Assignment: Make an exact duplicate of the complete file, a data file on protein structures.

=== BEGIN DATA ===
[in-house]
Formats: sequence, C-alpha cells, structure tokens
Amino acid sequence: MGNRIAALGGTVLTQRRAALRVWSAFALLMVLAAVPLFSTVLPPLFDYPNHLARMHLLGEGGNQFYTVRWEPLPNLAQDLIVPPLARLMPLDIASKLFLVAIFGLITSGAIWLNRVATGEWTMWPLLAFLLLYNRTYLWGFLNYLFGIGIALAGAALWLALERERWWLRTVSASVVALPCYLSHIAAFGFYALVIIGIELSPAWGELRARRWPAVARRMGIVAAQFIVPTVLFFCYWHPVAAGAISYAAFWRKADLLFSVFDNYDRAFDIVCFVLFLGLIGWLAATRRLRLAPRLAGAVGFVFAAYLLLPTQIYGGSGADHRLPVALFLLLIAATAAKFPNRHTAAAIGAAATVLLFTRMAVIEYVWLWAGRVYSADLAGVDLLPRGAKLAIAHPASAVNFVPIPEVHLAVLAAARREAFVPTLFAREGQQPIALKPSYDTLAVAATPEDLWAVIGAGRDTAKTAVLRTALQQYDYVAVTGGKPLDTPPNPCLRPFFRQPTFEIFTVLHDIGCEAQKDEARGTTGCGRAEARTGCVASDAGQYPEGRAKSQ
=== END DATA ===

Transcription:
[in-house]
Formats: sequence, C-alpha cells, structure tokens
Amino acid sequence: MGNRIAALGGTVLTQRRAALRVWSAFALLMVLAAVPLFSTVLPPLFDYPNHLARMHLLGEGGNQFYTVRWEPLPNLAQDLIVPPLARLMPLDIASKLFLVAIFGLITSGAIWLNRVATGEWTMWPLLAFLLLYNRTYLWGFLNYLFGIGIALAGAALWLALERERWWLRTVSASVVALPCYLSHIAAFGFYALVIIGIELSPAWGELRARRWPAVARRMGIVAAQFIVPTVLFFCYWHPVAAGAISYAAFWRKADLLFSVFDNYDRAFDIVCFVLFLGLIGWLAATRRLRLAPRLAGAVGFVFAAYLLLPTQIYGGSGADHRLPVALFLLLIAATAAKFPNRHTAAAIGAAATVLLFTRMAVIEYVWLWAGRVYSADLAGVDLLPRGAKLAIAHPASAVNFVPIPEVHLAVLAAARREAFVPTLFAREGQQPIALKPSYDTLAVAATPEDLWAVIGAGRDTAKTAVLRTALQQYDYVAVTGGKPLDTPPNPCLRPFFRQPTFEIFTVLHDIGCEAQKDEARGTTGCGRAEARTGCVASDAGQYPEGRAKSQ